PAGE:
The MTA released some St. Patrick's Day rules for the Long Island Railroad: "In an effort to maintain orderly travel for our customers attending the St. Patrick's Day Parade, alcoholic beverages will not be permitted." Newsday reports that alcohol will be banned all Saturday (March 17) and early Sunday and that any alcoholic beverages will be confiscated. Given that there doesn't seem to be a fine or penalty attached to having alcoholic beverages, we bet people will still try to sneak it in. We wonder if the MTA will be making sure more LIRR are on duty to enforce this.
However, it's unclear whether Metro-North trains will be subject to this ban. Does the MTA think people on the LIRR are bigger drunks? Or are Metro-North riders not fans of the St. Patty's Day parade? The MTA is reviewing its alcohol sales-policy in the wake of the death of Natalie Smead, who fell through the LIRR platform gap. The MTA claimed they weren't responsible for her death because she was drunk, but does the MTA really care about underage drinking?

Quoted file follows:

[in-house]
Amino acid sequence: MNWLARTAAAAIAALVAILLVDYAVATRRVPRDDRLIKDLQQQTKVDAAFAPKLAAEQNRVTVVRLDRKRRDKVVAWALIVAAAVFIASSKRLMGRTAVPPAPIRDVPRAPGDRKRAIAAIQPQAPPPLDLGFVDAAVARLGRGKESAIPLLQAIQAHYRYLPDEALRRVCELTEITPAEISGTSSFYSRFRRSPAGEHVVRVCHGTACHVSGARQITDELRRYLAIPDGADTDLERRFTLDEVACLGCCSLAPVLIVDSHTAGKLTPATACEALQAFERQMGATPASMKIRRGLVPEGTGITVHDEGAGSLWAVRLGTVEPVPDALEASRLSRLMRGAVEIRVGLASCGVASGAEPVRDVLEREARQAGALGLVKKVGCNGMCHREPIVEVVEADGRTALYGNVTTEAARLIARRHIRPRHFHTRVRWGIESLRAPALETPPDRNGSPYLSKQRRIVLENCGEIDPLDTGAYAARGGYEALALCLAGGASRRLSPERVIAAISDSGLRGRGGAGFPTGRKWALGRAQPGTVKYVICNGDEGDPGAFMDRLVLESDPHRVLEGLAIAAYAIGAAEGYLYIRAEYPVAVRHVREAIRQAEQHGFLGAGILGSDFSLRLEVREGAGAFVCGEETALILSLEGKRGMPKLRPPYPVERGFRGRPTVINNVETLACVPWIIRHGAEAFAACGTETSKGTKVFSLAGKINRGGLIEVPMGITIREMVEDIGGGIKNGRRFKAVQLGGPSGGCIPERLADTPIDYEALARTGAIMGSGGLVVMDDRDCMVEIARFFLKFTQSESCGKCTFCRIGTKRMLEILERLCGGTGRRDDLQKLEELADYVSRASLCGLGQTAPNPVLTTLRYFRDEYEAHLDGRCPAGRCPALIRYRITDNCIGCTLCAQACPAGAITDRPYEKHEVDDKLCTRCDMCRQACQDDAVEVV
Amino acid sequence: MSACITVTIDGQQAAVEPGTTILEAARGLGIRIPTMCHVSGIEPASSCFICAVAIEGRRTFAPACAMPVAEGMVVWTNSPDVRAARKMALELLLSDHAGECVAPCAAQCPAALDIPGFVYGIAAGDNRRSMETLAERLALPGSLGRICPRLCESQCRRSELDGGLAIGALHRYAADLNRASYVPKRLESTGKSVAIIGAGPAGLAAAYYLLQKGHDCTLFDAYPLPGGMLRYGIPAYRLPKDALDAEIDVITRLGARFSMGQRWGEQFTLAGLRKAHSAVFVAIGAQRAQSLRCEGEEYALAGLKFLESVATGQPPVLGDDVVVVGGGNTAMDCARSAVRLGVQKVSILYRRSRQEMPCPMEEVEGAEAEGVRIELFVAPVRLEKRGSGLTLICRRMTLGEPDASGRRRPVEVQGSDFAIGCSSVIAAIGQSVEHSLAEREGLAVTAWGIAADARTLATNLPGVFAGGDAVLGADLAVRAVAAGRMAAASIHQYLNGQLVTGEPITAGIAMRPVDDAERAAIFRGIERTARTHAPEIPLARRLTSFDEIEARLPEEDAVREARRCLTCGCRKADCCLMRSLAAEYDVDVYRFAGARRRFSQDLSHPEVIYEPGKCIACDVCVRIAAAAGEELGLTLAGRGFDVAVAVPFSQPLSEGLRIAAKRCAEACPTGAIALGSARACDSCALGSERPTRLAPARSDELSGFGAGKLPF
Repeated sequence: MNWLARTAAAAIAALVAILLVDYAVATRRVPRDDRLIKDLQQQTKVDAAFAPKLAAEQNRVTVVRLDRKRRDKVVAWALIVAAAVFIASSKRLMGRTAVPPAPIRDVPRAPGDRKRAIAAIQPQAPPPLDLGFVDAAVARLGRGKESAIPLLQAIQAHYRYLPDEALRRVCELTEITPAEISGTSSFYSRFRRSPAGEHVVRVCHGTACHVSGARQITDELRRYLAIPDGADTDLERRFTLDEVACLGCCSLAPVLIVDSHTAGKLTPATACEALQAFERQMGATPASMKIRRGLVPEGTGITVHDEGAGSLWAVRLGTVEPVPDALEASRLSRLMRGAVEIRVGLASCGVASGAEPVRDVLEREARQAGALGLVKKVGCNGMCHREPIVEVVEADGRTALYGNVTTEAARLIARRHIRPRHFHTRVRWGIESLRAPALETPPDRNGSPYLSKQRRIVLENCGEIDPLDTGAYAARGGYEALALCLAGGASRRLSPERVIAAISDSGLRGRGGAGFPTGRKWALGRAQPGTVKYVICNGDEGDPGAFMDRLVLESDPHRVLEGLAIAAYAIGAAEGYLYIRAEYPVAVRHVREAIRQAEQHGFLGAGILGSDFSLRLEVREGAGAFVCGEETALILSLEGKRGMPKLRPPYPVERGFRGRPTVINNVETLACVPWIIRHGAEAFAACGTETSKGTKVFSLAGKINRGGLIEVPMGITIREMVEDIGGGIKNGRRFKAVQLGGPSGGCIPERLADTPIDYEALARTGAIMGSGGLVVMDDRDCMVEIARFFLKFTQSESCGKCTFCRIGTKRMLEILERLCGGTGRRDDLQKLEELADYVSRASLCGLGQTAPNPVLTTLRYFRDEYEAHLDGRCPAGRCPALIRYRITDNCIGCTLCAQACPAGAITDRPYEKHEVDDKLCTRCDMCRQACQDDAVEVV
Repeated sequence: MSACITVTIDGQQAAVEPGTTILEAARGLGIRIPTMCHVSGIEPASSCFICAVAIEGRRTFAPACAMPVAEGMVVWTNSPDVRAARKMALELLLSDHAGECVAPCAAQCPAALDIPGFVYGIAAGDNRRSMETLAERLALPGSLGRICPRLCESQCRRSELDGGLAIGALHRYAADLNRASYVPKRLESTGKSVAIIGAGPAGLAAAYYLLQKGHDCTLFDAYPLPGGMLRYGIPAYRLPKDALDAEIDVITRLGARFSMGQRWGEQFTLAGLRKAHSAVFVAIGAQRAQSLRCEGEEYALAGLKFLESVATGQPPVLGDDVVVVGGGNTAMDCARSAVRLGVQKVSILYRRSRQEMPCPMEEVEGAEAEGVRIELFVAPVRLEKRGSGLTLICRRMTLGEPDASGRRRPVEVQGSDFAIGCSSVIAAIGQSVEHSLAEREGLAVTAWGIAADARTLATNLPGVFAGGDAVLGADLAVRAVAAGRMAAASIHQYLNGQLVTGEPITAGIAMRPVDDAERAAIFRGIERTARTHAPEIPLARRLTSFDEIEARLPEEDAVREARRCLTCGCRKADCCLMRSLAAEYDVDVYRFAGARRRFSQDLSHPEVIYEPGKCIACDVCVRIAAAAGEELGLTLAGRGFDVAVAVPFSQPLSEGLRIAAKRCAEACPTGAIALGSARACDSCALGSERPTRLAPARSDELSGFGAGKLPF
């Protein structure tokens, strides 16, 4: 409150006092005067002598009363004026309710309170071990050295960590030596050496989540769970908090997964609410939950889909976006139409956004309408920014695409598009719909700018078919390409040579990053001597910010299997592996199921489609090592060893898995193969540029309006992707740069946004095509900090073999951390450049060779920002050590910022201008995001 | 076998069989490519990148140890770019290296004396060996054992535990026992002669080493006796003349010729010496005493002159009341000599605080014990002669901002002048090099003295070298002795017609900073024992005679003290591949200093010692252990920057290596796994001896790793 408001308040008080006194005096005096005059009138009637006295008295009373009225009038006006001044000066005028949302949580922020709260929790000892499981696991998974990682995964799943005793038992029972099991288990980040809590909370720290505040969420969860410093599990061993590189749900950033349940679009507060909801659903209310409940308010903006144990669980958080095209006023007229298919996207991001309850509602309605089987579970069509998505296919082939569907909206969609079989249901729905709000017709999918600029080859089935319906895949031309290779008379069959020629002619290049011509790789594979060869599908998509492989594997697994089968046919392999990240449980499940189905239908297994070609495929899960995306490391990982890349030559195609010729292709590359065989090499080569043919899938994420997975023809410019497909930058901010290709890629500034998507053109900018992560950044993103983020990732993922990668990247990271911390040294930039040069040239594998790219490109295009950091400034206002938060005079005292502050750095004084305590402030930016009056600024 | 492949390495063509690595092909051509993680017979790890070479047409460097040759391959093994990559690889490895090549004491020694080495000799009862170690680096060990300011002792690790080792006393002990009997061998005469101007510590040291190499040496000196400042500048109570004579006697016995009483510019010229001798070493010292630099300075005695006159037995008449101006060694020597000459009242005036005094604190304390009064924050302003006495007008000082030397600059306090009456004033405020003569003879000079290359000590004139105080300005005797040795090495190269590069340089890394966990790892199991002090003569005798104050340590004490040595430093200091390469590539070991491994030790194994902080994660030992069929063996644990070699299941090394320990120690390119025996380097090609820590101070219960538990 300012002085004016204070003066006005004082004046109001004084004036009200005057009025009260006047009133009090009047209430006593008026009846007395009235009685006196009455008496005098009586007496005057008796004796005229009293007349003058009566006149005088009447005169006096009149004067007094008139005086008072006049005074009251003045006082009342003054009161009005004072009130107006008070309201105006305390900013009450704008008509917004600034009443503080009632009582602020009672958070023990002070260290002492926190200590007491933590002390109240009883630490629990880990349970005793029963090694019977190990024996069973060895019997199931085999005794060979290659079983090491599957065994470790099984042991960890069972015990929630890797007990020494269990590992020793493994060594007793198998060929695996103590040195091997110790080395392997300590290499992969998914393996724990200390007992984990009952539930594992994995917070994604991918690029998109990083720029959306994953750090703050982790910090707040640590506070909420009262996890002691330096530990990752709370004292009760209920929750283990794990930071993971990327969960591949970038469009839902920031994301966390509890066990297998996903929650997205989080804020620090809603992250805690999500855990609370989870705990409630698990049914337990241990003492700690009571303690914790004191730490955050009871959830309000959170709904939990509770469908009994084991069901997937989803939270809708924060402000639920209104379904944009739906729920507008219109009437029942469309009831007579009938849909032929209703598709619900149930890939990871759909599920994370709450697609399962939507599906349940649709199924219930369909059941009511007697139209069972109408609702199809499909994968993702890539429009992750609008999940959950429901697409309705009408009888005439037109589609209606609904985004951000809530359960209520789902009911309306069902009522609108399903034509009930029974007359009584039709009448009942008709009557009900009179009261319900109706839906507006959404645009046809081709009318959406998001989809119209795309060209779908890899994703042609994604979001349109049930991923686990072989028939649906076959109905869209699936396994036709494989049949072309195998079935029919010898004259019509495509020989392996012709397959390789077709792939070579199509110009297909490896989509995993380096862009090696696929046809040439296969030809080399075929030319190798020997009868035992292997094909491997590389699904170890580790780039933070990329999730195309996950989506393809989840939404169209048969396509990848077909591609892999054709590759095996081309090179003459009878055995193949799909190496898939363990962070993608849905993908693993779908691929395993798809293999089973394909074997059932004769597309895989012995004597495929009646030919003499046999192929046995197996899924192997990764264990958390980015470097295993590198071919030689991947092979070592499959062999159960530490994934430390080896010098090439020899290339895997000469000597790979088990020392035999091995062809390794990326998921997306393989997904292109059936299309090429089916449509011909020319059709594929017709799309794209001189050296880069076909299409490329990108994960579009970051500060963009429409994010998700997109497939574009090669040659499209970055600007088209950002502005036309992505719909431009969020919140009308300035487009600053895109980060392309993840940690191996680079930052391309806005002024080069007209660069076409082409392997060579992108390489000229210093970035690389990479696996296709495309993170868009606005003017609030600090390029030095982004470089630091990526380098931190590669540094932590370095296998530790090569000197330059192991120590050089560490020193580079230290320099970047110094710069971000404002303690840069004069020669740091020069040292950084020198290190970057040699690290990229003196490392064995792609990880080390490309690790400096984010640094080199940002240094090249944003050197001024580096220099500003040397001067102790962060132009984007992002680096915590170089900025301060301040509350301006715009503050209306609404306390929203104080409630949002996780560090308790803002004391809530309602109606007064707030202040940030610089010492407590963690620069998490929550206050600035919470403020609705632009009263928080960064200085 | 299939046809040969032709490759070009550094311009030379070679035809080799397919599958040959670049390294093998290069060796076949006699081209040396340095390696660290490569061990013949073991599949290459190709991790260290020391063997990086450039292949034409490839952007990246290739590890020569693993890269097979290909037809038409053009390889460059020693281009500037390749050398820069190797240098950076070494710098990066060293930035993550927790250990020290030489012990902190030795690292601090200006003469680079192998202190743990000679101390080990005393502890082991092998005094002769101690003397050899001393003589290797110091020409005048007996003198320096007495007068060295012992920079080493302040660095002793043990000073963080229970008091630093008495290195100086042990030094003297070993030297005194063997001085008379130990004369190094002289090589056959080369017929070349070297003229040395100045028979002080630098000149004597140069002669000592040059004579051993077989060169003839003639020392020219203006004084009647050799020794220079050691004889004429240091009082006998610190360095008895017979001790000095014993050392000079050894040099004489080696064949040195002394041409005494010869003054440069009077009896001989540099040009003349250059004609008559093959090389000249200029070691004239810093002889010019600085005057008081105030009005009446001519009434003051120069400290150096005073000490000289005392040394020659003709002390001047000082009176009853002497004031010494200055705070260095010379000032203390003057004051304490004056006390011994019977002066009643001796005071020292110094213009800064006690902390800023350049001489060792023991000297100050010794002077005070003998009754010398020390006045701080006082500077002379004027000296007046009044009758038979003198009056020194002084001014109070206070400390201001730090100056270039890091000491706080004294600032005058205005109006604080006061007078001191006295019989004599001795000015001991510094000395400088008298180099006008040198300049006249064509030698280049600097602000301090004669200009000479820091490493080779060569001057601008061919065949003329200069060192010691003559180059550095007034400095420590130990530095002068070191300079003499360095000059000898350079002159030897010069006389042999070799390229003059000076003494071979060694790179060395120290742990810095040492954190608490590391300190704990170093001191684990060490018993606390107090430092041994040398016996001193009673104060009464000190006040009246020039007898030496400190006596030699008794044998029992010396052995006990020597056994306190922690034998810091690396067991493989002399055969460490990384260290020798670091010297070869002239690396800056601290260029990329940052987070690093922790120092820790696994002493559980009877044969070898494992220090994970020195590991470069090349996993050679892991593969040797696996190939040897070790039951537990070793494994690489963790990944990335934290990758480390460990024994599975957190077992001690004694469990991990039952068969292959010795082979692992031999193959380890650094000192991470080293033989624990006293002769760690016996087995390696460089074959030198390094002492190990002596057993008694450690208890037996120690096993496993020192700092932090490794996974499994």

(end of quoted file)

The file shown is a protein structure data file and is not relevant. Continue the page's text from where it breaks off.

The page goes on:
The big St. Patrick's Day Parade starts at 11AM this Saturday at Fifth Avenue and 48th Street. Former Boston Mayor Raymond Flynn is the Grand Marshal, and we expect to see lots of politicians there - except for City Council Speaker Christine Quinn. She will be marching in Dublin because her own city's parade doesn't allow gays.
Photograph of LIRR train car by mcmost1 on Flickr